Neurology researchers on the hunt for biomarker signal for early detection of Alzheimer's disease

Around 100,000 Austrians suffer from Alzheimer's disease and 16,000 from Parkinson's. Experts estimate that, in view of the ageing population, these numbers are set to triple over the next 30 years. Both Alzheimer's and Parkinson's diseases are progressive degenerative diseases of the brain, which start up to 30 years before the onset of symptoms. Early diagnosis would be a huge help in combating the disease. However, the early detection tests that are available do not provide any reliable prediction about the further course of the disease and also carry the risk of producing a false positive result. "Neurology researchers throughout the world are therefore on the hunt for a specific biomarker signal for Alzheimer's," explains Peter Dal-Bianco, Alzheimer's expert from MedUni Vienna.

Dal-Bianco is convinced: "There is a specific biomarker - we just haven't found it yet." The 13th International Conference on Alzheimer's and Parkinson's diseases will take place in the Vienna Exhibition Center from Wednesday 29 March to Sunday 2 April (www.adpd2017.kenes.com). Dal-Bianco is on the local organising committee.

Biomarkers are biological characteristics in the body that can indicate the presence of a disease. Although there are particular biological signals for Alzheimer's in the liquor, such as the Aβ peptides or Tau proteins, which can be used as a reference point for medical treatment, there are no "specific" biomarkers to indicate that a person will clinically develop a neurodegenerative disease in the future.

Says Dal-Bianco: "Currently we are only able to start treatment once the disease is clinically manifest." But the disease is already lying dormant in people who appear completely healthy from a clinical point of view. According to the MedUni Vienna expert, the aim for the future is to be able to screen people in risk groups from the age of e.g. 35 and to diagnose the disease with 100% certainty or, better still, inform them that they have no risk of developing it.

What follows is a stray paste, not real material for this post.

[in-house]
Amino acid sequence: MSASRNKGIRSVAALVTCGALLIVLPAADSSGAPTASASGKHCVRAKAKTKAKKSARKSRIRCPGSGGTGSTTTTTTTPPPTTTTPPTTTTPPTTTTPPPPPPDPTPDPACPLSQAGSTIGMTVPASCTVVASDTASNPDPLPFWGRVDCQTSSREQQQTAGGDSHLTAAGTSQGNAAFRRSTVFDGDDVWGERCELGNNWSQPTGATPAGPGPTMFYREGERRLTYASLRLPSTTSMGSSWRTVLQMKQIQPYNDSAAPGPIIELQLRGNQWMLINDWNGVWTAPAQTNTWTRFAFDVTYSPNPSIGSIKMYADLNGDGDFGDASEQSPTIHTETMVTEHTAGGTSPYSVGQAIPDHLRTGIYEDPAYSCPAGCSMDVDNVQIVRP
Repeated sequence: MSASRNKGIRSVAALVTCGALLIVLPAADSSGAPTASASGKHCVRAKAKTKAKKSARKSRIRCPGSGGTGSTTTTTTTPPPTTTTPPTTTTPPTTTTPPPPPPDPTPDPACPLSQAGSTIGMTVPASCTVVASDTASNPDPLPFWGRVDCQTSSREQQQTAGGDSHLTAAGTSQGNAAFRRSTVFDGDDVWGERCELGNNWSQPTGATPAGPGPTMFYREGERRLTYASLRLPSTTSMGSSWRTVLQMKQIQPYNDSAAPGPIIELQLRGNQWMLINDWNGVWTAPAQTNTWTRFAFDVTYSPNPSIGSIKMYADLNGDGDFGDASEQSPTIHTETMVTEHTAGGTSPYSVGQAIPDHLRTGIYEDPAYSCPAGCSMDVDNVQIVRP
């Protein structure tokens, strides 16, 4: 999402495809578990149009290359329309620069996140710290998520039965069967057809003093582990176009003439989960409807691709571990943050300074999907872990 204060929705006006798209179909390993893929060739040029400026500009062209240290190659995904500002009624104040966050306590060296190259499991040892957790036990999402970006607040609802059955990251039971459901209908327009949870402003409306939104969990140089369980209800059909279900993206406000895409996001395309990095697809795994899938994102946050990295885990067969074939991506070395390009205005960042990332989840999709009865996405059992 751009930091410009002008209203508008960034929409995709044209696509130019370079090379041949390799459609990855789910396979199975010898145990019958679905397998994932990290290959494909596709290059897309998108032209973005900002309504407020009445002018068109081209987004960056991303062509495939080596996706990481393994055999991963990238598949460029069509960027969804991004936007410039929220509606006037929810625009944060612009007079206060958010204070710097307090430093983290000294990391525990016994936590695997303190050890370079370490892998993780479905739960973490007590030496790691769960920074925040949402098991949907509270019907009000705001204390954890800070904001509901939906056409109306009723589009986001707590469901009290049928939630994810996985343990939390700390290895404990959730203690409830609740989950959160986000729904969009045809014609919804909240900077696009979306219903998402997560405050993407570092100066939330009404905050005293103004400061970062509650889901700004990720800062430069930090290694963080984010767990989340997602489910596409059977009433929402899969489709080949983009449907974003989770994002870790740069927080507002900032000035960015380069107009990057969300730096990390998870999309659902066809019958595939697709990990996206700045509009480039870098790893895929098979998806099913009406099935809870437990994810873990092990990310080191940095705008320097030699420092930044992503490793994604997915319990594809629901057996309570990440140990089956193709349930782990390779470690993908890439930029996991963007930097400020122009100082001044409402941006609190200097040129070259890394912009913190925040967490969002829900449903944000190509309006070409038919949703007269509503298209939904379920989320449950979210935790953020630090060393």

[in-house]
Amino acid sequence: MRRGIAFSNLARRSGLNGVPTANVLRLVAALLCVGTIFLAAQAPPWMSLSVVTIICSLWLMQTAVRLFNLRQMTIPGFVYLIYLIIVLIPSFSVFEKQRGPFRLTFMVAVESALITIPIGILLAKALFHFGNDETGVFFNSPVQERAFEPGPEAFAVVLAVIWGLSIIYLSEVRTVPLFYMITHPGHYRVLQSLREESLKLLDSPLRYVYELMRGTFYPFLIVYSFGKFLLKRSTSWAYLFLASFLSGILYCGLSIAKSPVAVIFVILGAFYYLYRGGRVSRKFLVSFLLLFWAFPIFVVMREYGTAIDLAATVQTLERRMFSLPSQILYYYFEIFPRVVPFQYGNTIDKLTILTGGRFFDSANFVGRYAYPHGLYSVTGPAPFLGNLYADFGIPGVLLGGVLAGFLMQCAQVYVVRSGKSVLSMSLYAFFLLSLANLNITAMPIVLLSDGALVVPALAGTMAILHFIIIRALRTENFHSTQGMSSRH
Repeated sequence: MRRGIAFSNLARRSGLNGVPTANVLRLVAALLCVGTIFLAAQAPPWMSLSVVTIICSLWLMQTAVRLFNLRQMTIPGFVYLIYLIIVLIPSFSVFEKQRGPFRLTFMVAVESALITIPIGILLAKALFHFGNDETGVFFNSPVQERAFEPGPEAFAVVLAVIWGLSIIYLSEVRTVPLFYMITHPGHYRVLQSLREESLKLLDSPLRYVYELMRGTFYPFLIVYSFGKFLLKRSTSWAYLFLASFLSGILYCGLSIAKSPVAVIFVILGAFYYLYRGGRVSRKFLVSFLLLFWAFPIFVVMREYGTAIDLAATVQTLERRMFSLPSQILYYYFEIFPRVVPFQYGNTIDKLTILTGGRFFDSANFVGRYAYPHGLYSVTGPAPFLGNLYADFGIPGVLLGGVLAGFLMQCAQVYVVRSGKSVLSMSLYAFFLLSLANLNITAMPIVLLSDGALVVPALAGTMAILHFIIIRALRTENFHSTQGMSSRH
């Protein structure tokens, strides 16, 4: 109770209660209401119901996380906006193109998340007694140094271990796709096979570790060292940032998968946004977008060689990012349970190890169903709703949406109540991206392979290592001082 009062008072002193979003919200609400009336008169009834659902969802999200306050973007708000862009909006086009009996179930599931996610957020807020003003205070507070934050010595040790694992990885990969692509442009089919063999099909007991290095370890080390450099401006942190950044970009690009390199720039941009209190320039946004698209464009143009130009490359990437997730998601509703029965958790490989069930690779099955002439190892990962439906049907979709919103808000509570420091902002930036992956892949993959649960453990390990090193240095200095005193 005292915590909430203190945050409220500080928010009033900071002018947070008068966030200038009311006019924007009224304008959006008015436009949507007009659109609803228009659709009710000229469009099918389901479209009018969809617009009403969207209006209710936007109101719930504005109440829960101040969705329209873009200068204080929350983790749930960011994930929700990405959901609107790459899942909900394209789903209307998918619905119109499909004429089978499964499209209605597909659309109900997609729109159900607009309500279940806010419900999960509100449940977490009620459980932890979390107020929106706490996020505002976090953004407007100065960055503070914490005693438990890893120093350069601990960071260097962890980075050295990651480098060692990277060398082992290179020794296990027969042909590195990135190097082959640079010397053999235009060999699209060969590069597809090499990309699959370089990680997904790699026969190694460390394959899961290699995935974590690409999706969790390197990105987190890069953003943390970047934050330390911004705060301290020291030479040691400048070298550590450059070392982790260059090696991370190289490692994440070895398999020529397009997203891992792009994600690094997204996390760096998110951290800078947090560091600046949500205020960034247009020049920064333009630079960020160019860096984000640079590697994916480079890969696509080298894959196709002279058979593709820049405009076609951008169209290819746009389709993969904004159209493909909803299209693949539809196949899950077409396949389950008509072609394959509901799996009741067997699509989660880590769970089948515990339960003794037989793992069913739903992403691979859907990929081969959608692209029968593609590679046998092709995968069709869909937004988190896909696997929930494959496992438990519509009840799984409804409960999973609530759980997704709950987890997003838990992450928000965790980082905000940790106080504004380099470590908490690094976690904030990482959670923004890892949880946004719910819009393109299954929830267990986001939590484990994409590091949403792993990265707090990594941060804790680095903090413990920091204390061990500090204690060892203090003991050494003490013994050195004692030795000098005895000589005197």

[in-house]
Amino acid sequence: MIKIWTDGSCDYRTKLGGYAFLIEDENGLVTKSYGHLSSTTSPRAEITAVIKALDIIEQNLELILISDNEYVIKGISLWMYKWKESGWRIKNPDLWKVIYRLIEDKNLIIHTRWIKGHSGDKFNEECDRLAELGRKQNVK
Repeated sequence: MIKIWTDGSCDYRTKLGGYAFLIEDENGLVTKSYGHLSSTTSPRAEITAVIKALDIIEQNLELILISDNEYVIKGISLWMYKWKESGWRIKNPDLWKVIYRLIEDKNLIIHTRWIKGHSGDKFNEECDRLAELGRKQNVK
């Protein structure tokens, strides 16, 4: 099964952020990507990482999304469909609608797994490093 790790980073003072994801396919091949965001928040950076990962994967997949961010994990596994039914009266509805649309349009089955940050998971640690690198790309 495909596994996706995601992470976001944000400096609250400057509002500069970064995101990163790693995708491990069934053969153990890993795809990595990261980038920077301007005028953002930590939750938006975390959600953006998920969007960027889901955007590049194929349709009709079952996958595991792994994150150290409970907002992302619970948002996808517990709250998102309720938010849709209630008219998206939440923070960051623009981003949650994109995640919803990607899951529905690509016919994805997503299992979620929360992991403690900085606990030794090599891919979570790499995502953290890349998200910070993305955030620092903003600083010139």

Tau proteins, which play an important role in material transport within neurons, are currently an important reference point. If the Tau proteins are hyperphosphorylated, material transport is disrupted, resulting in functional disturbances and ultimately leading to cell death. This is one of the main characteristics of Alzheimer's disease. A few years ago a form of immunotherapy for reducing pathological Tau proteins was tested in a randomised, controlled study (RCT) under the direction of the Neurology Department in Graz (Reinhold Schmidt) and at MedUni Vienna (Dal-Bianco) together with the Clinical Pharmacology Department of MedUni Vienna. The results are very promising and, in a few years time, there could potentially be a vaccination against this cause of Alzheimer's.

Delaying and alleviating Alzheimer's disease

With the correct measures, it is possible to delay the clinical symptoms of Alzheimer's disease or to alleviate the initial symptoms such as forgetfulness, stresses the MedUni Vienna expert. For example, going for walks whilst holding a conversation or balance and memory training on the computer, social activities and a balanced diet can all help. Says Dal-Bianco: "So-called multitasking in our fast-moving world also boosts our cognitive ability. If someone refuses to do this, saying "leave me in peace" or is no longer capable of doing it, these could be the first warning signs of Alzheimer's."

Everyday electronic aids

In order to help Alzheimer's sufferers, the EU project entitled "Memento", which is being run by MedUni Vienna together with the AIT (Austrian Institute of Technology) and other international partners, is concerned with developing so-called electronic devices to help sufferers in their everyday lives. For example, a GPS can be used to give verbal directions for finding the way to the shops or back home again and there are also similar devices for tracking people.

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